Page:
Pants Down: Prisoners Work Unpaid Wearing Sweatshop-Made Garb

Earlier this month, the Examiner revealed that the city outfitted its prisoners in jail pants manufactured in a Dominican plant purportedly guilty of a bevy of sweatshop violations.

In running afoul of the Sweatfree Contracting Ordinance, the city has been caught with its (presumably non-sweatshop) pants down. Did you know that San Francisco has a Sweatfree Procurement Advisory Group? Now you do. Ignore the SPAG at your own peril.

Left unsaid in the Ex, however, is the fact that prisoners — outfitted in duds produced by sweatshop laborers paid a pittance — are performing labor within the jail and not being paid at all.

The jail's “inmate workers” perform a variety of tasks, such as helping to prepare and distribute meals, remove food trays, clean up in the kitchen, laundry, and general cleaning. Sheriff's Department spokeswoman Susan Fahey confirms that they are not remunerated a cent. There may be no free lunch — but there certainly are inmate workers to deliver lunches for free.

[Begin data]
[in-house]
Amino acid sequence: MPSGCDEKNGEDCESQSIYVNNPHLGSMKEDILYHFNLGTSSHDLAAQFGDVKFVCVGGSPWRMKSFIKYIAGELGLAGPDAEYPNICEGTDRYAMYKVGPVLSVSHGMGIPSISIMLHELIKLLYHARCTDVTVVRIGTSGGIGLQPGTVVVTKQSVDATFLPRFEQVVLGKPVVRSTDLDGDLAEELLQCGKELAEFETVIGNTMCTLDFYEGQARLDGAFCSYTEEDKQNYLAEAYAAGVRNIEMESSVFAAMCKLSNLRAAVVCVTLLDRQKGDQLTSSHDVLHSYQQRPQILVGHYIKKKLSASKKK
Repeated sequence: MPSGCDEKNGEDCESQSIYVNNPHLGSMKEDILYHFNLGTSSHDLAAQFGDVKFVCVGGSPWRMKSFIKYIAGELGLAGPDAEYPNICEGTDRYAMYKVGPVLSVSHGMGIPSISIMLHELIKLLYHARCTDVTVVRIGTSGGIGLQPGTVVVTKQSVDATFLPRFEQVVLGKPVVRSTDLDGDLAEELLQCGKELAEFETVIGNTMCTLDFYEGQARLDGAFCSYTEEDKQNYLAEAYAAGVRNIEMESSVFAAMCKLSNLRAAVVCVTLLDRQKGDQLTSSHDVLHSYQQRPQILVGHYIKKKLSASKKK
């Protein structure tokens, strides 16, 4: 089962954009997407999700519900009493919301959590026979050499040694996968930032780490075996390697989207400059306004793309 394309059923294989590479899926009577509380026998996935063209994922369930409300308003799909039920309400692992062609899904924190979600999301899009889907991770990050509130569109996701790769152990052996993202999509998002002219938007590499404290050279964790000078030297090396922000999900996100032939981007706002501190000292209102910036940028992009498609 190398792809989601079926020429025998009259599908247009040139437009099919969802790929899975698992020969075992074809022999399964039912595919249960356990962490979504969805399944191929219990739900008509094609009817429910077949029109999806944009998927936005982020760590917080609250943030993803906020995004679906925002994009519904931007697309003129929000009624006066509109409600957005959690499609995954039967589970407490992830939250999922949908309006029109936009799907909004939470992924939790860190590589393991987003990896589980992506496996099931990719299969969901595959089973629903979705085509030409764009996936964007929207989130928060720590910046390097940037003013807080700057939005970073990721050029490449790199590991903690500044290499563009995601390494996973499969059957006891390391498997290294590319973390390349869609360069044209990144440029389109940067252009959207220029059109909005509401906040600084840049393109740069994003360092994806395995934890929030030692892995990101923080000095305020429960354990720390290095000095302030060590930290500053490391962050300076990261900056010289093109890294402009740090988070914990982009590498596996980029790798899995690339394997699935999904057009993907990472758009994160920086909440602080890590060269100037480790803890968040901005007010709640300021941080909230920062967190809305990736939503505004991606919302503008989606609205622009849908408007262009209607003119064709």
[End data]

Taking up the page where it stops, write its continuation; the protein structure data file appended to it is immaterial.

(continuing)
“The inmates do not get compensated,” Fahey says. But that doesn't mean that our incarcerated, unpaid floor cleaners are complaining. “Lots of people prefer to be doing that [so they can] be doing something. It gets you out of your daily routine. It's something to do.”

She stressed that inmate workers are not forced to perform manual labor — this is a wholly voluntary position. And, unlike state prisoners, San Francisco shut-ins are not involved in any sort of official labor program. It's not exactly Scared Straight — but perhaps at-risk youths could be persuaded to do things differently if they learned that jail is so deathly dull that people actually volunteer to push a broom or clean off a food tray, just to have something to do.

Speaking of at-risk youths, that's who now staffs the San Bruno jail's 14-acre organic farm, which is designed not just to raise healthy food but to give the kids hands-on skills and a more rewarding experience than toting a tray. Neither prisoners nor at-risk youths, however, are sewing together their own pants. If a Dominican sweatshop raised the city's red flags, imagine what underaged/jail-produced clothing would do.

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